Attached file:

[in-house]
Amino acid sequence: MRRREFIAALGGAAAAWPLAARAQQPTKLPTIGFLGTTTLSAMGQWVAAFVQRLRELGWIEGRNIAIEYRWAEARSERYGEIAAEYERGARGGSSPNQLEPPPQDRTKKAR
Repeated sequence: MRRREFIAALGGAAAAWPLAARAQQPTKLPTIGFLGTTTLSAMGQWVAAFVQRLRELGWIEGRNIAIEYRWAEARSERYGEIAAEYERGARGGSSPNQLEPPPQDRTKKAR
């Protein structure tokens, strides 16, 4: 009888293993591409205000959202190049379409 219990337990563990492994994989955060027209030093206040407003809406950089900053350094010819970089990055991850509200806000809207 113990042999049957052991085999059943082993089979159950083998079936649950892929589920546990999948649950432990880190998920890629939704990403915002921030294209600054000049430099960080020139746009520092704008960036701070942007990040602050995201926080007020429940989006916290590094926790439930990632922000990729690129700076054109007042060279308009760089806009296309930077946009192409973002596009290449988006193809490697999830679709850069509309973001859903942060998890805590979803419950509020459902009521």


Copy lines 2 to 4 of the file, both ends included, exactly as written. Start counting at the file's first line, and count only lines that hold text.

Amino acid sequence: MRRREFIAALGGAAAAWPLAARAQQPTKLPTIGFLGTTTLSAMGQWVAAFVQRLRELGWIEGRNIAIEYRWAEARSERYGEIAAEYERGARGGSSPNQLEPPPQDRTKKAR
Repeated sequence: MRRREFIAALGGAAAAWPLAARAQQPTKLPTIGFLGTTTLSAMGQWVAAFVQRLRELGWIEGRNIAIEYRWAEARSERYGEIAAEYERGARGGSSPNQLEPPPQDRTKKAR
């Protein structure tokens, strides 16, 4: 009888293993591409205000959202190049379409 219990337990563990492994994989955060027209030093206040407003809406950089900053350094010819970089990055991850509200806000809207 113990042999049957052991085999059943082993089979159950083998079936649950892929589920546990999948649950432990880190998920890629939704990403915002921030294209600054000049430099960080020139746009520092704008960036701070942007990040602050995201926080007020429940989006916290590094926790439930990632922000990729690129700076054109007042060279308009760089806009296309930077946009192409973002596009290449988006193809490697999830679709850069509309973001859903942060998890805590979803419950509020459902009521």